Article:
May 2, 2002
The Best Defense: U.S.A.
The Jewish world is trembling. Ask American Jews who would ordinarily be visiting Israel. Ask college students who want to spend a year in Jerusalem, or out-of-business hotel owners in Tel Aviv. Ask the average Israeli who hesitates when entering a cafe, stepping on a bus or visiting a mall. Ask the one in 10 Israeli citizens currently out of work. Ask the Argentine Jew who might otherwise move to Israel but prefers to stay put. Or the French Jew whose synagogue has been bombed, while a rabid anti-Semite finishes second in a presidential election.
For the first time in decades, people are beginning to talk seriously about Israel's ability to survive. Not coincidentally, for the first time since the collapse of the Soviet Union, people are worried about genuine anti-Semitism. But the hatred is spewing from the West, not the East, reviving stark images of the 1930s.
The natural response of most American Jews in this time of crisis is to rally to Israel's defense. But the best defense of Israel may ultimately be our support for a credible and productive U.S. role in the Middle East, one that will only benefit Israel's security interests.
As the leaders of an American population that strongly supports Israel, how will we enable President Bush to define America's role as a mediator? Some in the American Jewish community have reacted negatively to Bush's recent diplomatic initiative. Many see a divine injustice in offering the Palestinians anything when all they have offered is violence. Critics feel the president is hypocritically rewarding terrorism, a move that will ultimately sacrifice Israeli security. They argue that Yasser Arafat and the Palestinian Authority, like Osama bin Laden and the Taliban, must be crushed through military force.
But following the Afghanistan model will not work to Israel's benefit. While Afghanistan harbored international terrorists that waged war on the West, the Palestinian territories are home to an entire people whose political status is still undecided. That is why every attempt to further isolate Arafat through force only makes him stronger. In contrast, only a small minority in Afghanistan mourned Bin Laden's defeat.
Bush realizes that Israel cannot win this war the same way America won in Afghanistan. Even those who support military activity against the Palestinians admit there is no military solution to the conflict. Simply put, tanks and helicopters cannot permanently defeat suicide bombs.
The relative pause in the weeks following Operation Defensive Shield should fool no one. Terror may have been delayed, but only a political solution will put an end to the problem.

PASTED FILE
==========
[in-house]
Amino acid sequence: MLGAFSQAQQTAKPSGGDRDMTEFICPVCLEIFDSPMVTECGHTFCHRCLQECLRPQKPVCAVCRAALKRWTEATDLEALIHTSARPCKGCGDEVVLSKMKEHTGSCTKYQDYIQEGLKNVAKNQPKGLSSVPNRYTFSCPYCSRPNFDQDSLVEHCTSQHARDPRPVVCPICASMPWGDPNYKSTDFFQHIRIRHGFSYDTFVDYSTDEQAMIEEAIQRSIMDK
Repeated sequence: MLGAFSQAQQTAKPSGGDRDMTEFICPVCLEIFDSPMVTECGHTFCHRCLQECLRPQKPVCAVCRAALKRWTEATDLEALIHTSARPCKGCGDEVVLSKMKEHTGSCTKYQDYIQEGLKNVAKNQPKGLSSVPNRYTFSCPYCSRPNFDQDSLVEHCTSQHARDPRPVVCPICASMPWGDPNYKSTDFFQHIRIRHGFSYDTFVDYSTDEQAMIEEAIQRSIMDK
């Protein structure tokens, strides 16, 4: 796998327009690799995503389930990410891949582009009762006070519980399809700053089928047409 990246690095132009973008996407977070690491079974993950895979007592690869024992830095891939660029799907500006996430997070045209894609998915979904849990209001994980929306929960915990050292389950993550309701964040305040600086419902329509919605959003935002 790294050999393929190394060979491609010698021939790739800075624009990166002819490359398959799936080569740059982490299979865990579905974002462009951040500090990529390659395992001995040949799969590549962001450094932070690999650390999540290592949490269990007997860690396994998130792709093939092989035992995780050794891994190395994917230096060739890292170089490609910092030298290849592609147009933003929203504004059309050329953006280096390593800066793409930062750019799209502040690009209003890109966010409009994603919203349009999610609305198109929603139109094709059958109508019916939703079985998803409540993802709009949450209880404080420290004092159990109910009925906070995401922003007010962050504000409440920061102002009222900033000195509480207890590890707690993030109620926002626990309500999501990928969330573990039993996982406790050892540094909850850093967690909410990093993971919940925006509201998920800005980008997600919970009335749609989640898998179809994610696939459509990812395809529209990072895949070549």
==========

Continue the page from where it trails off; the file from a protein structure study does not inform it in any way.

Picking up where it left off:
Despite this dismal reality, some have no appetite for the diplomatic horizons Bush seeks to offer. They spoke clearly at the April 15 Israel solidarity rally, when the representative of the administration, Deputy Defense Secretary Paul Wolfowitz, was nearly booed off the platform for voicing sympathies with ordinary Palestinians.
Bush's choice to send Wolfowitz, both a staunch Israel supporter and a leading advocate of action against Iraq, reflected the unique foreign policy dilemma now facing the White House. At both ends of Pennsylvania Avenue, sympathy for Israel is unequivocal; no one questions Bush's commitment to the security of America's most important Middle East ally. But the entire Arab world is ablaze in opposition to current Israeli policies regarding the territories, and America simply cannot ignore the threat posed to our key Arab allies.
The fall of these friendly regimes to hostile fundamentalists would mean the end of even a modicum of stability in the Middle East. It would certainly jeopardize Israel if hostile regimes develop weapons of mass destruction amid intensified regional turmoil. Furthermore, any plans for regime change in Iraq would be shelved indefinitely. As the crisis continues, the only winner is Saddam Hussein, who continues to openly sponsor suicide terror and enjoys each day the United States is diverted by an angry Arab world.
These are the scariest times Jews have seen in decades. There may be no solution for an ageless anti-Semitism, but there is one way to secure an Israeli future free of Palestinian terrorism -- enabling President Bush to lead the parties to a political agreement. As the president proved in leading both sides to a resolution of the impasse in Ramallah, negotiations are still possible. They do not necessitate a capitulation to terror, nor will they entail sacrificing Israeli security. Returning to negotiating means acknowledging that a purely military approach to the Palestinians will condemn the region to eternal conflict, and sentence world Jewry to never-ending fear.
The best hope for avoiding disaster, and for true Israeli security, is an active and credible role for the United States in a political process. In its moment of fear and anxiety, the American Jewish community can enable progress by lending its support to the president in his current efforts. Indeed, we should be encouraging the United States to take a more active role, not discouraging U.S. diplomatic efforts that will benefit the state of Israel.
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